You lose agility when you manually manage clients’ plugins. Instead of quickly making adjustments, you lose time going from admin panel to admin panel to make changes.

Inconsistent plugin updates

With manual WordPress management, you’re completely responsible for tracking and completing plugin updates.

WordPress doesn’t notify users outside of the platform when their plugins need to be updated. With manual management, it’s up to you to create and follow a regular schedule for checking each client’s plugins.

That level of control leaves room for missing plugin updates—an error that hurts your clients’ sites. Plugin updates typically:

  • Get rid of security issues. Many plugin updates are patches to resolve security issues. Missing these updates opens up your clients’ WordPress sites to hackers.
  • Fix bugs. Plugin updates often fix bug issues so sites run faster and smoother.
  • Add new features and functionality. Plugins also have updates to add new functions and make the tool more helpful to users.

You miss these improvements when you don’t manually update plugins. As a result, your client WordPress sites are weaker.

Difficult plugin checks

Manually checking plugins before completing installs and updates is a cumbersome process.

  • You have to review a client’s site for issues any time you update or install a plugin.
  • If you detect an issue, you have to deactivate the plugin that you most recently updated or installed.
  • Then, you check your client’s site again to see if the issue is resolved.
  • If the issue is resolved, you found the problematic plugin. If not, you have to install the plugin you just deactivated and repeat the deactivating and site checking process for the rest of the plugins.

Going back and forth to check clients sites’ and activating and deactivating so many plugins could easily take hours out of your day. If you have a significant number of clients, say 5 or more, you’re not going to have enough time to promptly and regularly check plugins along with completing your other management tasks.

Skipping plugin checks damages your WordPress management business. The more manual plugin checks you miss, the more you weaken your clients’ site performance and leave customers unhappy.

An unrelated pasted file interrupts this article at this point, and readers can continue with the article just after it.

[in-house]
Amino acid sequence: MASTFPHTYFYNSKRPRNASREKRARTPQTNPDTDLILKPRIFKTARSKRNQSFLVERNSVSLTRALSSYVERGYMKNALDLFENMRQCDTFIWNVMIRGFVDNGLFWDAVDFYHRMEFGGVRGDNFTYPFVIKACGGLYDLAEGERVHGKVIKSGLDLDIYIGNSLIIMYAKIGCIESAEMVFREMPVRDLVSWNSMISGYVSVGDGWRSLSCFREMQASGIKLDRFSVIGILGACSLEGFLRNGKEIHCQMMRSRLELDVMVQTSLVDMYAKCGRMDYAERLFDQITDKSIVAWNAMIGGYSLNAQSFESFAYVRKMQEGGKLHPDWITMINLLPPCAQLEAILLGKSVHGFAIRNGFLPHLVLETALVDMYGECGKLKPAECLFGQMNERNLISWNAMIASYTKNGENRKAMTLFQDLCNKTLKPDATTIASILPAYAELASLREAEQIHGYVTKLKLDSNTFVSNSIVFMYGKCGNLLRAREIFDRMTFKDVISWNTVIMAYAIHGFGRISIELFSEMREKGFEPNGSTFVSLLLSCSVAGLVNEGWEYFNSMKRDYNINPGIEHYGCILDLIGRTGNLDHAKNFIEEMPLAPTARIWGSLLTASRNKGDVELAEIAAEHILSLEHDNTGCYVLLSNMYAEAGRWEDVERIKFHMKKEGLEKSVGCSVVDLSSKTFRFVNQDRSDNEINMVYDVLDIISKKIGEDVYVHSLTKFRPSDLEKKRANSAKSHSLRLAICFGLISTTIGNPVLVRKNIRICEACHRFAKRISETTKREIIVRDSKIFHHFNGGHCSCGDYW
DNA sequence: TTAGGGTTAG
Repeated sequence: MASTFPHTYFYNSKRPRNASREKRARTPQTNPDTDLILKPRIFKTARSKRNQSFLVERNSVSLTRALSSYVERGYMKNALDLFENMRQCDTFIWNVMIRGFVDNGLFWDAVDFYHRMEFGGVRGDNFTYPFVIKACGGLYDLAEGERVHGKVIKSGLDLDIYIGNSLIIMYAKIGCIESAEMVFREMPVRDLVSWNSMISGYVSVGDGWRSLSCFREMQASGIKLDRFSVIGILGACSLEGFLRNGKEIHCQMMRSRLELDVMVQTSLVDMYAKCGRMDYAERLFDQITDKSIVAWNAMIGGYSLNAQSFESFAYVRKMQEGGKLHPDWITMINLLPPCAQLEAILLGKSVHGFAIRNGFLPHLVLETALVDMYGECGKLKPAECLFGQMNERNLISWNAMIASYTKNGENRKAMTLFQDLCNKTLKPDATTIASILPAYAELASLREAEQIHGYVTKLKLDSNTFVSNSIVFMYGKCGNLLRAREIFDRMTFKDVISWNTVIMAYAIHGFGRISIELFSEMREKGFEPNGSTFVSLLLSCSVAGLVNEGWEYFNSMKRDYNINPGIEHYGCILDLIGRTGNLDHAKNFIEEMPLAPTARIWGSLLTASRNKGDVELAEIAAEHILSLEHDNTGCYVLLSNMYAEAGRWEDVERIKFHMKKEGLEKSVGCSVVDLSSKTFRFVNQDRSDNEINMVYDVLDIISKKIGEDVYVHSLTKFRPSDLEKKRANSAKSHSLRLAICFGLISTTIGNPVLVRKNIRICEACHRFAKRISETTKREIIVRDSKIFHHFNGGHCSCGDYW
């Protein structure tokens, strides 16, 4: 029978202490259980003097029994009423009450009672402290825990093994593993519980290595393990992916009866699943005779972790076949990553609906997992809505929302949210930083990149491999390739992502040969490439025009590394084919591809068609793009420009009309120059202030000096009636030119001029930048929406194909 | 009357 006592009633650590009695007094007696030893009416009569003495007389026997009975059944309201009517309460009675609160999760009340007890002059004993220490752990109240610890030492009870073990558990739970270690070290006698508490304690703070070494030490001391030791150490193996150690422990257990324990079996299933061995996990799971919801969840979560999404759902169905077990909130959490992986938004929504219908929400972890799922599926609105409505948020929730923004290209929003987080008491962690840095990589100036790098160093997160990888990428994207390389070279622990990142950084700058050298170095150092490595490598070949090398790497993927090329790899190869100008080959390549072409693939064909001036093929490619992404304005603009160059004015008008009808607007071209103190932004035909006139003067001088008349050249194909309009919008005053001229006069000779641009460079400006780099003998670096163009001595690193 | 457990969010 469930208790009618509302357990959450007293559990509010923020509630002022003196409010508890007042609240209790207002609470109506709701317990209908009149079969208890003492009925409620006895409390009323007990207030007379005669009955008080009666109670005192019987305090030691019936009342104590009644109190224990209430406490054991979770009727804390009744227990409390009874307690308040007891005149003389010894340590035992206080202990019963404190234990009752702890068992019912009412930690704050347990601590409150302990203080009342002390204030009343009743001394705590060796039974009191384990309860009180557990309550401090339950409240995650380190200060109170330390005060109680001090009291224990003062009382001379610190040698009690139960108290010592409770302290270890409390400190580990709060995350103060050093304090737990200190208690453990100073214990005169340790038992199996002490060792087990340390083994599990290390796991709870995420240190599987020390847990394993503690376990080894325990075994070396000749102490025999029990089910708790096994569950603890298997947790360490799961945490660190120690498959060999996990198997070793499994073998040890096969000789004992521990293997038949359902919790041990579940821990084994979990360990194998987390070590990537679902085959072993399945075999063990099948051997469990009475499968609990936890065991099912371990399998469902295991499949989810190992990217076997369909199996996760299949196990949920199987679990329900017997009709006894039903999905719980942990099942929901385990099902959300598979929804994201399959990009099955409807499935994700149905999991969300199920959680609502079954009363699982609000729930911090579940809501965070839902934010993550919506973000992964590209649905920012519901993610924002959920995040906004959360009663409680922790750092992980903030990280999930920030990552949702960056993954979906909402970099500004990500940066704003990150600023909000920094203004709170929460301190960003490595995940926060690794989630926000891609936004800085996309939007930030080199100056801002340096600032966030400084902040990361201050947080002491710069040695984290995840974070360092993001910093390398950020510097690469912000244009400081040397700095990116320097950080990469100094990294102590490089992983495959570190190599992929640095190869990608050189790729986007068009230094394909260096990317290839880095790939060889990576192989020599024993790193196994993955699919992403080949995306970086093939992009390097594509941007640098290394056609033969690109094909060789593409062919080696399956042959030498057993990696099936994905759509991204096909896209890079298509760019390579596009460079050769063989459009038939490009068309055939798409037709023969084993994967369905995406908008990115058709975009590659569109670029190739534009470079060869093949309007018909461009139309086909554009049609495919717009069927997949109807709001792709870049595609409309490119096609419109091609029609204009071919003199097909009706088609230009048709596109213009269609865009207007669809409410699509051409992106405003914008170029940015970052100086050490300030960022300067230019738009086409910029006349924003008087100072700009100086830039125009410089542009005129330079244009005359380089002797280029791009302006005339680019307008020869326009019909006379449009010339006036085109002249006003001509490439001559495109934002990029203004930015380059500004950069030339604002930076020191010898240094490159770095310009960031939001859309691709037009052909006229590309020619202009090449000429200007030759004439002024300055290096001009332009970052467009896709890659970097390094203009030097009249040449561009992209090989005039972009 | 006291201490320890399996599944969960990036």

Unreliable backups

People occasionally lose their WordPress site data when making plugin changes, so it’s highly recommended that you back up your site before completing any installation or update.

Manual WordPress backups, though, are an extensive process. You have to export the database and files of your site through a set of complicated steps.

Backing up files, for example, is often done through an FTP site, such as FileZilla.

  • You connect to your host through your FTP credentials (your host should have this info if you don’t).
  • You select the local folder where you want to save the backup.
  • You select the website you want to backup.
  • You download the site files to your computer.

Backing up a WordPress site database is also a complex process.

  • Log into phpMyAdmin through your host.
  • Choose the database that you want to back up.
  • Export your database to your computer.

Manual WordPress backups aren’t sustainable—the process is too long and cumbersome to complete every time you have to make a plugin change for a client.

With these three setbacks—slow speed, inconsistent updates, and unreliable backups—it’s nearly impossible to efficiently handle client plugins through manual WordPress management.

Using a platform to manage clients’ WordPress plugins

For great plugin management across clients, you need a tool for handling multiple WordPress sites. By consolidating your clients, a WordPress management platform, like GoDaddy Pro Sites, makes it easy to meet the standards of great plugin management.